The Letters of Horace Walpole, Earl of Orford — Volume 3 eBook

This eBook from the Gutenberg Project consists of approximately 890 pages of information about The Letters of Horace Walpole, Earl of Orford Volume 3.
or Baker, would think it begins well, that is, begins ill; it has rained without intermission, and yesterday there came a cargo of bad news, all which, you know, are similar omens to a man who writes history upon the information of the clouds.  Berlin is taken by the Prussians, the hereditary Prince beaten by the French.  Poor Lord Downe has had three wounds.  He and your brother’s Billy Pitt are prisoners.  Johnny Waldegrave was shot through the hat and through the coat; and would have been shot through the body, if he had had any.  Irish Johnson is wounded in the hand; Ned Harvey somewhere; and Prince Ferdinand mortally in his reputation for sending this wild detachment.  Mr. Pitt has another reign to set to rights.  The Duke of Cumberland has taken Lord Sandwich’s, in Pall-mall; Lord Chesterfield has offered his house to Princess Emily; and if they live at Hampton-court, as I suppose his court will, I may as well offer Strawberry for a royal nursery; for at best it will become a cakehouse; ’tis such a convenient airing for the maids of honour.  If I was not forced in conscience to own to you, that my own curiosity is exhausted, I would ask you, if you would not come and look at this new world; but a new world only reacted by old players is not much worth seeing; I shall return on Saturday.  The Parliament is prorogued till the day it was to have met; the will is not opened; what can I tell you more?  Would it be news that all is hopes and fears, and that great lords look as if they dreaded wanting bread? would this be news? believe me, it all grows stale soon.  I had not seen such a sight these three-and-thirty years:  I came eagerly to town; I laughed for three days-.  I am tired already.  Good night!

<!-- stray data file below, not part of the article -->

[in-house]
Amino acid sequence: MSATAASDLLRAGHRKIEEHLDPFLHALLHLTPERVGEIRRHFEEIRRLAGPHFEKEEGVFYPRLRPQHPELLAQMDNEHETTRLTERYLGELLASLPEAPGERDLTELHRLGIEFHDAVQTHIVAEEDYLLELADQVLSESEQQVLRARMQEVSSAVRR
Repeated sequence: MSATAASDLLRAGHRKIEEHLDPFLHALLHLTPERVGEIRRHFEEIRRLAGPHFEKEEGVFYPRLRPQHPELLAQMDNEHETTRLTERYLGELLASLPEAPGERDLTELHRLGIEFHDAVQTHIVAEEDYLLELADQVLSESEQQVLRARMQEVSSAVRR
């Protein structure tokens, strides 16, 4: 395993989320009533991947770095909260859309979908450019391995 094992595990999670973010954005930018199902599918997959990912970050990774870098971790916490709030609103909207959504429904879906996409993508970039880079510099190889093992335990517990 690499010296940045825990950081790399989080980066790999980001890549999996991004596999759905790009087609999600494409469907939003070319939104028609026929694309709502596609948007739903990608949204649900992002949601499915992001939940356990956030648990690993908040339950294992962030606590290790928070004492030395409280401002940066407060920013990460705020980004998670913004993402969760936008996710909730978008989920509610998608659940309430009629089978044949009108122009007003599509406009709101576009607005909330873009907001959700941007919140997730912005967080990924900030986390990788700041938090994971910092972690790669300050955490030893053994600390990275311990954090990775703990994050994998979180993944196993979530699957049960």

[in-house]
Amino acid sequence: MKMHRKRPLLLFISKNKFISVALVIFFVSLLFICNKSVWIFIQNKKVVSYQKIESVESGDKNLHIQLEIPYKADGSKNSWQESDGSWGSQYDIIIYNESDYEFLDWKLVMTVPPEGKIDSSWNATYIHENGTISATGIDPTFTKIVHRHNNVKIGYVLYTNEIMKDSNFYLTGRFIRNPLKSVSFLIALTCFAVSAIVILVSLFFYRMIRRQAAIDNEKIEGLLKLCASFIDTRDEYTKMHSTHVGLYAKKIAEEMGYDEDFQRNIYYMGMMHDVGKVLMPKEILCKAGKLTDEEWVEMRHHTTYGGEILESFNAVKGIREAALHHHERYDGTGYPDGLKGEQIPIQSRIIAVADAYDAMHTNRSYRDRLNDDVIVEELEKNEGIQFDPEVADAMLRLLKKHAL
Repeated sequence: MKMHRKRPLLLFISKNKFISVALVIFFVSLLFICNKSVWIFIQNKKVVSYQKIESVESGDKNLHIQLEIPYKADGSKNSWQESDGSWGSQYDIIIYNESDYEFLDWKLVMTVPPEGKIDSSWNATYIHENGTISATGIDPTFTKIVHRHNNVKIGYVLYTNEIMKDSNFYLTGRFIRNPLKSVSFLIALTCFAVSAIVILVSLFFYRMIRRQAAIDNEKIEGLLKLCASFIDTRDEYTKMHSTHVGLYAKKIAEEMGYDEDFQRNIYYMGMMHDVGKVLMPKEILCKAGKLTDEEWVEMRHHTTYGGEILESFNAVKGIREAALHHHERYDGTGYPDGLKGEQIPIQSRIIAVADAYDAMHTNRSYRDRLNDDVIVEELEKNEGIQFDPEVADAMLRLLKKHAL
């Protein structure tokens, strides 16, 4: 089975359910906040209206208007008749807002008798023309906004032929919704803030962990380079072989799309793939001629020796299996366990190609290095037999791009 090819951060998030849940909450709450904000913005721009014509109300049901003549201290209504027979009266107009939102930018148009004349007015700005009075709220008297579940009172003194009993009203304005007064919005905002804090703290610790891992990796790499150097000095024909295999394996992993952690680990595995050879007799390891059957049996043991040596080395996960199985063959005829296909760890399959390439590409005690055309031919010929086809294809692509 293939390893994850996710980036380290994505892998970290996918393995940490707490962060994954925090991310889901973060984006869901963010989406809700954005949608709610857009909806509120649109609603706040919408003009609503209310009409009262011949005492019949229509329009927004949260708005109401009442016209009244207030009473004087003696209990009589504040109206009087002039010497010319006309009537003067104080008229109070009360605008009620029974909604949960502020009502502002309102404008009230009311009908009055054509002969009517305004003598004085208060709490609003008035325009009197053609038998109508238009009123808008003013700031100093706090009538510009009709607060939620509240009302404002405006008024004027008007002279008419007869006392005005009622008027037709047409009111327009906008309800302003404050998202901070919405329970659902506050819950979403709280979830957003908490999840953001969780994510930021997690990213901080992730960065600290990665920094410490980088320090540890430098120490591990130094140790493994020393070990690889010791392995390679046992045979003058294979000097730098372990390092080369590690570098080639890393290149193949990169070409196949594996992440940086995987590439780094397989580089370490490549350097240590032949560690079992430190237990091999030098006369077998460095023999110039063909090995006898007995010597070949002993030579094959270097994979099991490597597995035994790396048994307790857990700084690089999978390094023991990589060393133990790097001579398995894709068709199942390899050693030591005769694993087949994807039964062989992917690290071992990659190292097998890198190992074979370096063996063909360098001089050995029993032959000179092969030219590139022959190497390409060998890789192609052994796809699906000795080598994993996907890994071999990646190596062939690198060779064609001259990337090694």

P. S. I smiled to myself last night.  Out of excess of attention, which costs me nothing, when I mean it should cost nobody else any thing, I went last night to Kensington to inquire after Princess Emily and Lady Yarmouth:  nobody knew me, they asked my name.  When they heard it, they did not seem ever to have heard it before, even in that house.  I waited half an hour in a lodge with a footman of Lady Yarmouth’s; I would not have waited so long in her room a week ago; now it only diverted me.  Even moralizing is entertaining, when one laughs at the same time; but I pity those who don’t moralize till they cry.

Letter 52 To Sir Horace Mann.

Arlington Street, Oct. 28, 1760. (page 98)

The deaths of kings travel so much faster than any post, that I cannot expect to tell you news, when I say your old master is dead.  But I can pretty well tell you what I like best to be able to say to you on this occasion, that you are in no danger.  Change Will scarce reach to Florence when its hand is checked even in the capital.  But I will move a little regularly, and then you will form your judgment more easily—­This is Tuesday; on Friday night the King went to bed in perfect health, and

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The Letters of Horace Walpole, Earl of Orford — Volume 3 from Project Gutenberg. Public domain.
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